Vote Leave campaign ‘broke electoral law’ during Brexit referendum, says Electoral Commission

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Vote Leave is accused of breaking electoral law (Picture: PA)
Vote Leave is accused of breaking electoral law (Picture: PA)

Vote Leave is expected to be found guilty of breaking electoral law, it has been reported.

The BBC said the official Brexit campaign faces four separate charges of breaking electoral law and will be found guilty on each count.

The Electoral Commission says Vote Leave has taken the “unusual step” of going public about the breaches after viewing the commission’s draft report on its findings.

According to Vote Leave’s dossier, the Electoral Commission found that Vote Leave made an inaccurate return of campaign expenditure; is missing invoices and receipts; failed to comply with a statutory notice and exceeded its spending limit.

But Vote Leave’s former chief executive, Matthew Elliott, who submitted a 500-page dossier to the commission refuting the charges, claimed due process had not been followed.

Michael Gove and Boris Johnson campaigned to leave the EU (Picture: PA)
Michael Gove and Boris Johnson campaigned to leave the EU (Picture: PA)

The campaign, which had support from senior Tories including Boris Johnson and Michael Gove, is expected to challenge the commission’s findings when they are officially produced.

According to the BBC, the draft report also claims there was coordination between Vote Leave and a smaller Brexit campaign, BeLeave, which received a donation of almost £680,000 in the weeks leading up to the June 2016 referendum, following advice from Vote Leave director Dominic Cummings.

Electoral rules state that different campaign groups can work together loosely but they are prohibited from having a “common plan”.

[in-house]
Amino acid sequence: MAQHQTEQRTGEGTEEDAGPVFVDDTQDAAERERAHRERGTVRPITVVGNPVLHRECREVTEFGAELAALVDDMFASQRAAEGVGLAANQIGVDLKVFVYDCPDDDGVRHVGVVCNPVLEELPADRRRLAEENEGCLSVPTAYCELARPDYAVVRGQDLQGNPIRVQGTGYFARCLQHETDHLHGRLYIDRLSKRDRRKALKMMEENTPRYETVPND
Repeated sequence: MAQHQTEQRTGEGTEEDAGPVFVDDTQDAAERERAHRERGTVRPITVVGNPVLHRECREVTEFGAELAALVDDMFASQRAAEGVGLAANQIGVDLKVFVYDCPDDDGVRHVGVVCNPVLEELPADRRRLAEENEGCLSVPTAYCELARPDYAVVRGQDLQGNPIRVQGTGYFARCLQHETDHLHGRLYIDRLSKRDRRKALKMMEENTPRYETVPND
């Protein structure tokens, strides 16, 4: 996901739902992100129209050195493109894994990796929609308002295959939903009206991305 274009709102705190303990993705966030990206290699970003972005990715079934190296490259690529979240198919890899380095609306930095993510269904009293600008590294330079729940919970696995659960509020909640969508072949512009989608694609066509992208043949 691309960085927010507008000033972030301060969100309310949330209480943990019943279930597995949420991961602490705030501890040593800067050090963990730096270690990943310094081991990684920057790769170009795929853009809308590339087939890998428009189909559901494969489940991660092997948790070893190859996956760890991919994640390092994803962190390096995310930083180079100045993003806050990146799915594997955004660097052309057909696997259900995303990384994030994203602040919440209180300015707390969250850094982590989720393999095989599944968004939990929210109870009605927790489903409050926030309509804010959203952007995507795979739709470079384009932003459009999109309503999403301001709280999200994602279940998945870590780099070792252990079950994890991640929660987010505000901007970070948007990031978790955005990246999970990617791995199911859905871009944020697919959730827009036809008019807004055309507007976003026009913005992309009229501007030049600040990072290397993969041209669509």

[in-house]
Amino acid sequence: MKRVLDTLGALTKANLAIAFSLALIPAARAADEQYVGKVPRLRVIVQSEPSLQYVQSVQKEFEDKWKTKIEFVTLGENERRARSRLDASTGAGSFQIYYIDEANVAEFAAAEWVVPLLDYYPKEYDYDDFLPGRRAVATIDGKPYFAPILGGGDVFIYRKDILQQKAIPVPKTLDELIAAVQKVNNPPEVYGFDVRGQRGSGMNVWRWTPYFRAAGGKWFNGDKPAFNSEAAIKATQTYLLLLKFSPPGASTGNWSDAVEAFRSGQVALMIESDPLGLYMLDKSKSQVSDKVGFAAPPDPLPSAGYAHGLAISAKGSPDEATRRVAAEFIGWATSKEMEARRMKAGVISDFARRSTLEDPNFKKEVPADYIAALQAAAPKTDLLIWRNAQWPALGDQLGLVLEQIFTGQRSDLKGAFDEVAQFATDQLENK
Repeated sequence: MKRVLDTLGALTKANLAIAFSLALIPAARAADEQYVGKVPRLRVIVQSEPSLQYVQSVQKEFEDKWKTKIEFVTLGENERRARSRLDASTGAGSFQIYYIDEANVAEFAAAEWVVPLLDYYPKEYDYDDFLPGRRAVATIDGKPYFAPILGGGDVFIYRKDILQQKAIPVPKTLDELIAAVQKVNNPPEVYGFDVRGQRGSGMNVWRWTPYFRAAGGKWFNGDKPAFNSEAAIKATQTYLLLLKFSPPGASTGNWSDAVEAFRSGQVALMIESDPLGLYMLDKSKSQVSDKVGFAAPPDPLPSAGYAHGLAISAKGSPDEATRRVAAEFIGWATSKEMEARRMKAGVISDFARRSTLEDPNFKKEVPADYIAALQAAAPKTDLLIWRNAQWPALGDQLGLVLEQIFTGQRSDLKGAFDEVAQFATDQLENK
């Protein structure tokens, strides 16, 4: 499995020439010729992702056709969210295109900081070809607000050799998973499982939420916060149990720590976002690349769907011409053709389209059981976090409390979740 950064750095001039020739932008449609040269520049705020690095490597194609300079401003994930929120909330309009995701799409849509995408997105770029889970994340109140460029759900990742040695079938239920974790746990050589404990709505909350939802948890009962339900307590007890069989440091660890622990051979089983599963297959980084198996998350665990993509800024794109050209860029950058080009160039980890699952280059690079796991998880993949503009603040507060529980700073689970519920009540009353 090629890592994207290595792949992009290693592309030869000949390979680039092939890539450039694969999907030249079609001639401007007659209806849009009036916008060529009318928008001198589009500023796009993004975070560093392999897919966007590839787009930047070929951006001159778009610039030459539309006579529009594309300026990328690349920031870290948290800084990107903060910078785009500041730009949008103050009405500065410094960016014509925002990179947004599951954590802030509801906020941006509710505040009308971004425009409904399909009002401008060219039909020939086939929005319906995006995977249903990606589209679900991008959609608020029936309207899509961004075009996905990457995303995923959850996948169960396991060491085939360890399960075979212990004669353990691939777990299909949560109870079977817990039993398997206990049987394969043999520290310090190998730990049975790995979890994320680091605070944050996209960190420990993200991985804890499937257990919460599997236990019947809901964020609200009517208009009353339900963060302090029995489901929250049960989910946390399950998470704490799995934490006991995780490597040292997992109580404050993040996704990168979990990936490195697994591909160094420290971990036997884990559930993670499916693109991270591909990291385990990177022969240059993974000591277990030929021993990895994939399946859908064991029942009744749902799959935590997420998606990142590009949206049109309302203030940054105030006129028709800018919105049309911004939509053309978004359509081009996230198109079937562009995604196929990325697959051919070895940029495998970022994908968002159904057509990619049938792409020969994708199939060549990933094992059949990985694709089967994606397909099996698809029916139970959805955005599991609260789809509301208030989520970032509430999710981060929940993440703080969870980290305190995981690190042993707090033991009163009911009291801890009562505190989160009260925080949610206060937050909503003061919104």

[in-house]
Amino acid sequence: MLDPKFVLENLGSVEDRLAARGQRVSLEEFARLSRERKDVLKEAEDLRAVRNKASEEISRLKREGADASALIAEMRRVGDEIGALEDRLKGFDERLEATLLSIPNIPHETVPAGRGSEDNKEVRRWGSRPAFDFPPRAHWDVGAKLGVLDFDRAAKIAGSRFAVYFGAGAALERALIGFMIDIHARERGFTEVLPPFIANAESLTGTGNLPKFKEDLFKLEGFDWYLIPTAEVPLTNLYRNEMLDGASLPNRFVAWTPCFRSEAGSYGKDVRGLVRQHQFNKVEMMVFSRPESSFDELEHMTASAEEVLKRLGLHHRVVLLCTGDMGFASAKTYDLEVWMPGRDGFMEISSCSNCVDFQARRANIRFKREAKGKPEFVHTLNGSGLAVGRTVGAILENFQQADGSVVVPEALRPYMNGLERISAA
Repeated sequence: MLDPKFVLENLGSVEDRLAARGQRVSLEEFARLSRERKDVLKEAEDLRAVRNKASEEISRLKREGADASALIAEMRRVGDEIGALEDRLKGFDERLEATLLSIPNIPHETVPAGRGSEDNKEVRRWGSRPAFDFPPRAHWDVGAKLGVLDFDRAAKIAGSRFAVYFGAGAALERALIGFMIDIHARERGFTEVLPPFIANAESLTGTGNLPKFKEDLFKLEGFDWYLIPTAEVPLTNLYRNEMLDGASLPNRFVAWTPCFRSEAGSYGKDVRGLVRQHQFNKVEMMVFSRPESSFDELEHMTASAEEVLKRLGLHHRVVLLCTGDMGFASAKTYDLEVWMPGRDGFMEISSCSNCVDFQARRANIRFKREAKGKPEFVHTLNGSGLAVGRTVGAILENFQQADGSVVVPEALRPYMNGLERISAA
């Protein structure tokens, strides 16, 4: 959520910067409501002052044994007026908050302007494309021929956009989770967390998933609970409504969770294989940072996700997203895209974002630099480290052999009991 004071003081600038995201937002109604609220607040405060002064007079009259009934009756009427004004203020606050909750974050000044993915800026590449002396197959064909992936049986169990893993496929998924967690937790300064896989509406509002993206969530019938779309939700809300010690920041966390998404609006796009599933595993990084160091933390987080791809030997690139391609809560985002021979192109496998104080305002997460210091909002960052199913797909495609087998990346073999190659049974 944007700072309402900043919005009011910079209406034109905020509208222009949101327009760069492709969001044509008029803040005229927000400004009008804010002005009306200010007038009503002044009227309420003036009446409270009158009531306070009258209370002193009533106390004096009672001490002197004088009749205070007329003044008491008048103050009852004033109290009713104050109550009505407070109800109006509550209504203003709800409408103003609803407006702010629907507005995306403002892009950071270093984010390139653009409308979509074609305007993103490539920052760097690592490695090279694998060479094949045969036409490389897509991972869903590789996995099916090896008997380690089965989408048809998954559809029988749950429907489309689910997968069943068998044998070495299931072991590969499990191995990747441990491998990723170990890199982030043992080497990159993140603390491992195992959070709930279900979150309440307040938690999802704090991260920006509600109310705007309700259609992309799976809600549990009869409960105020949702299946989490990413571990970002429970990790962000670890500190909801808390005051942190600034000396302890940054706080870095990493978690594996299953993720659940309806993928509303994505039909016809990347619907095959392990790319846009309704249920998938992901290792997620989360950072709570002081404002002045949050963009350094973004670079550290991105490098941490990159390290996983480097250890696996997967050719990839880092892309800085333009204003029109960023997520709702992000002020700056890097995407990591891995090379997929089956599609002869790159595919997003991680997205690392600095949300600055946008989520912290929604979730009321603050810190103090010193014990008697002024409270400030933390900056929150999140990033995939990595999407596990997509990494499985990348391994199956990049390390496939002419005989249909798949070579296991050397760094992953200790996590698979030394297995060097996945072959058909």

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The link between the two groups has been investigated twice already by the Electoral Commission.

Both parties had previously denied any wrongdoing, but Vote Leave has now admitted there were emails between the donor, Anthony Clarke, and Mr Cummings about passing the money to BeLeave.

“The commission has concluded its investigation and, having reached initial findings, provided Vote Leave with a 28-day period to make any further or new representations,” said a spokesperson for the Electoral Commission.

“That period ended on Tuesday 3 July. The unusual step taken by Vote Leave in sharing its views on the Electoral Commission’s initial findings does not affect the process set out in law.

“The Commission will give due consideration to the representations made to the Commission, including those made by other campaigners under investigation.

“We will then, at the earliest opportunity, publish a thorough and detailed closing report in order to provide a full and balanced account to the public and to Parliament.”

Mr Elliott accused the EC of a “huge breach of natural justice”, alleging that the watchdog had not listened to Vote Leave’s version of events.